Beech (Fagus sylvatica)

The Copper Beech (Fagus sylvatica) (European or Common Bech), is a deciduos tree belonging to the beech family (Fagaceae).

Natural range

The Copper Beech, known commonly as the “Beech”, makes up 14% of Germany’s 10.8 million hectares of forest area, making it the country’s most common deciduous tree. They prefer humid locations and lightly acidic to calcified ground with fertile sandy or clayey soil. They tend to avoid very dry ground or waterlogged, regularly flooded locations. In Europe they can be found up to 800 metres above sea level and even at altitudes of 1,000 in the southern Alps.

Description of the wood

The Copper beech is one of those tree species with facultative heartwood (red heartwood), which can form when oxygen enters central parts of the tree, i.e. due to damage. Normally, heartwoods and sapwood in healthy beech trees can scarcely be told apart. The wood is greyish-white with a pale yellow to reddish hue. Beech wood is hard, very tough with low elasticity and very strong in the load-bearing sense. Basic density is 0.66 g/cm³ with 15% wood moisture.


Beech wood is easy and clean to work with. Steamed beech eases barking or slicing (for manufacturing veneers). Steaming also reduces the Beech’s tendency to warp and crack and enables the wood to be shaped and flexed easily.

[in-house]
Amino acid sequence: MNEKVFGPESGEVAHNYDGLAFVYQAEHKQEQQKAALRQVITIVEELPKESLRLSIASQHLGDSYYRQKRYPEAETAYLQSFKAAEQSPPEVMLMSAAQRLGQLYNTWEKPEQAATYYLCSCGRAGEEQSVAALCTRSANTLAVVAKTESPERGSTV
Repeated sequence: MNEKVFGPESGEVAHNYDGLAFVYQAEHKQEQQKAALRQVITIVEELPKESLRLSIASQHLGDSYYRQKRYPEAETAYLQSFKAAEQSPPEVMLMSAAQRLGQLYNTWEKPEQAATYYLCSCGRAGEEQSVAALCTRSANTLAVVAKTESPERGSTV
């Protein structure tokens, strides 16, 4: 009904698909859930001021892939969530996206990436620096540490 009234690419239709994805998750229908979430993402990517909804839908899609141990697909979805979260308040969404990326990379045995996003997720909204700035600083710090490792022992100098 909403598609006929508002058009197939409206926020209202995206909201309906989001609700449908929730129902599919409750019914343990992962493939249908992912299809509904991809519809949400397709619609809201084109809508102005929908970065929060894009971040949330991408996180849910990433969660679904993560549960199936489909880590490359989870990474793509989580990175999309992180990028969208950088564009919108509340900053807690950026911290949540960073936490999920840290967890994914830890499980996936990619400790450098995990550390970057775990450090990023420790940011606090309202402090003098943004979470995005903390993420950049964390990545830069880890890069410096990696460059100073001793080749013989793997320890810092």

Beech wood has no durability at all when exposed to the elements (durability class 5 acc. to EN 350-2) and must therefore be treated with the appropriate preservatives for use outdoors, in railway sleepers, for example.


Copper Beech heart and sapwood are easy to treat and can be impregnated without difficulty in pressure processes.


Beech wood has a variety of uses, as a veneer, for the production of plywood and furniture, as well as in internal design, for doors, etc. As a solid wood it is also used internally in staircases and frequently, due to its extreme hardness, parquet floors. As it is very pliable after steaming, curved components in orthopaedic or ergonomic seating furniture are also made of beech. As a turning timber, beech wood is used to make kitchen utensils - breakfast boards, rolling pins, knife handles, cooking spoons and bowls – and wooden toys.

The triumph of the railways in Europe would have been unthinkable without impregnated beech wood sleepers, which were much cheaper than their oak counterparts. Weaker beech wood is used in wood pulp and paper producing, as well as in the particle and fibre board industries. Beech chippings and wood flour are used for smoking and last, but not least, beech is a high-grade heating fuel with a high calorific value, because it burns long and slowly, forming good, low-burning embers. This, and attractive flame pattern, is why beech is one of the best wood types for open fireplaces.